Aldon Hynes's blog
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“The days are surely coming” says the prophet
as I glance at my news feed
at the worries of this life,
When people will faint from fear
of refugees and neighbors.
The arguments abound online
about if we should show
and to whom.
Which politician, priest,
should lead us?
Will this leader
be the one,
the savior, redeemer
There are wars
and rumors of war.
Will this battle be decisive?
Will this war end all wars?
And what part will we play
in the Christmas pageant
at the barricades
in this casual comedy?
Well, it’s almost time. Today was the last Sunday of the liturgical year. Thursday we will celebrate Thanksgiving Day and then next Sunday, will be the first Sunday of Advent. So, it is time to put together a list of seasonally appropriate music.
As a good Episcopalian, that does not mean Christmas songs, and particularly does not mean songs about Grandma getting run over by Reindeer, and other such songs. We are entering the season of Advent.
So, I looked in the 1982 Hymnal for a list of Advent Hymns. There are fourteen in that category, although I’m sure there are other hymns that are appropriate for Advent.
I went out and searched Spotify to see how many of them I could find there. I found eight. As I started playing through them, I found that two of them were on albums of Advent music, so I added the eight hymns and two albums into an Advent Playlist.
I will continue to seek other music to add to this list. Let me know if you have any recommendations.
In a recent BBC Broadcast, the Archbishop of Canterbury, Justin Welby, talking about the terrorist attacks in Paris asked of God, “Where are you in all this?” To me, the answer seems fairly obvious, Calvary. Yet, I too must admit that I’ve had doubts about my own faith. Calvary and the terrorist attacks in Paris are both beyond my comprehension.
I think this illustrates an important idea about faith. It is often said that the opposite of faith is not doubt, the opposite of faith is certainty, or that the opposite of faith is fear. I do not believe that the terrorists in Paris were people of faith. I particularly, I do not believe they were people of faith in the God of Abraham, like me Jewish, Muslim, and Christian brothers and sisters are. They were people who had given themselves over to hateful certainty aimed at destroying faith by creating fear.
To me, the bigger question is, where is God in the responses to the terrorist attacks. God seems to be particularly missing in the responses of many politicians that claim to be Christian. Echoing my response to Archbishop Welby’s question, I respond that God is in the welcoming of mother giving birth and placing her baby in a manger because there was no room at the Inn; that God is in the flight of a parents taking their baby son to Egypt to protect their son from being killed by a ruthless political leader; that God is in the story told by the son, years later, explained the idea of being a neighbor by talking about a Samaritan man taking care of a victim of violence.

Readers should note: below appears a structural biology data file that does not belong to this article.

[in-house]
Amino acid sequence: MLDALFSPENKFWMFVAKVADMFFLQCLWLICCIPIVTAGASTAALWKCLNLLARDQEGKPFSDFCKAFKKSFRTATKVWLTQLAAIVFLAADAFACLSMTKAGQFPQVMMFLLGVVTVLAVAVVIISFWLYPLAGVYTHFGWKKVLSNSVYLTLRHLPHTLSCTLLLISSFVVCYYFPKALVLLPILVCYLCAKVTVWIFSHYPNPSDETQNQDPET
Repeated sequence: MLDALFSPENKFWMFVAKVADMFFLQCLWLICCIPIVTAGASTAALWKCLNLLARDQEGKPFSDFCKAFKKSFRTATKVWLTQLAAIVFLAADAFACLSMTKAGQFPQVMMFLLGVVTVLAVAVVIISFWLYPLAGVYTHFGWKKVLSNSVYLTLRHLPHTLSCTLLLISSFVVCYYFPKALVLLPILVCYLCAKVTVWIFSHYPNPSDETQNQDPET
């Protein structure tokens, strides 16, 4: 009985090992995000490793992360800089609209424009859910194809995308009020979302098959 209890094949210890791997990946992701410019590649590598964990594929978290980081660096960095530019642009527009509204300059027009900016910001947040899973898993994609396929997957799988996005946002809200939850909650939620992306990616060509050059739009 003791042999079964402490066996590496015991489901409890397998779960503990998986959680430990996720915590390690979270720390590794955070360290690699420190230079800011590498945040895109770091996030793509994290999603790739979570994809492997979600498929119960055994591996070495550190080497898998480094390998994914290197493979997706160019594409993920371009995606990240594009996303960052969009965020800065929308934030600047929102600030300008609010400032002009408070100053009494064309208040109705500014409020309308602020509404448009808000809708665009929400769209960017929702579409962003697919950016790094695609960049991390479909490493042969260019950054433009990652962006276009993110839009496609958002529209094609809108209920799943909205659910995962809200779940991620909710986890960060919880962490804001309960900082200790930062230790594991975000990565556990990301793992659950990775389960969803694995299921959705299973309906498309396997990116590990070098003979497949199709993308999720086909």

In each of these stories, there is an important theme, that of ‘journey’. I’ve been thinking a lot about my own journey this past year as I’ve struggled with the question of where does God want me to be in all of this. One friend talked about her desire to walk the Camino de Santiago, a famous pilgrim’s journey in northern Spain. The Camino has become a metaphor I use for my own journey.
Online, I’ve participated in #Rhizo15 and #DigiWriMo, two explorations into writing and teaching online that often talk about maps, journeys and getting lost and yesterday, I stumbled across an online meditation, in a blog called, Walk With me on Our Journey.
Today is the last Sunday of the liturgical calendar, where we celebrate Christ the King. Next week, we start the new liturgical calendar with Advent, a time of waiting and preparation for the coming of Christ. We start a new journey from waiting for the incarnation and grieving the crucifixion to celebrating the resurrection. Many, during Holy week will journey through the Stations of the Cross, a journey through grief, a journey to Calvary, a journey to the terrorist attacks of Paris, and a journey that ultimately brings us to Easter.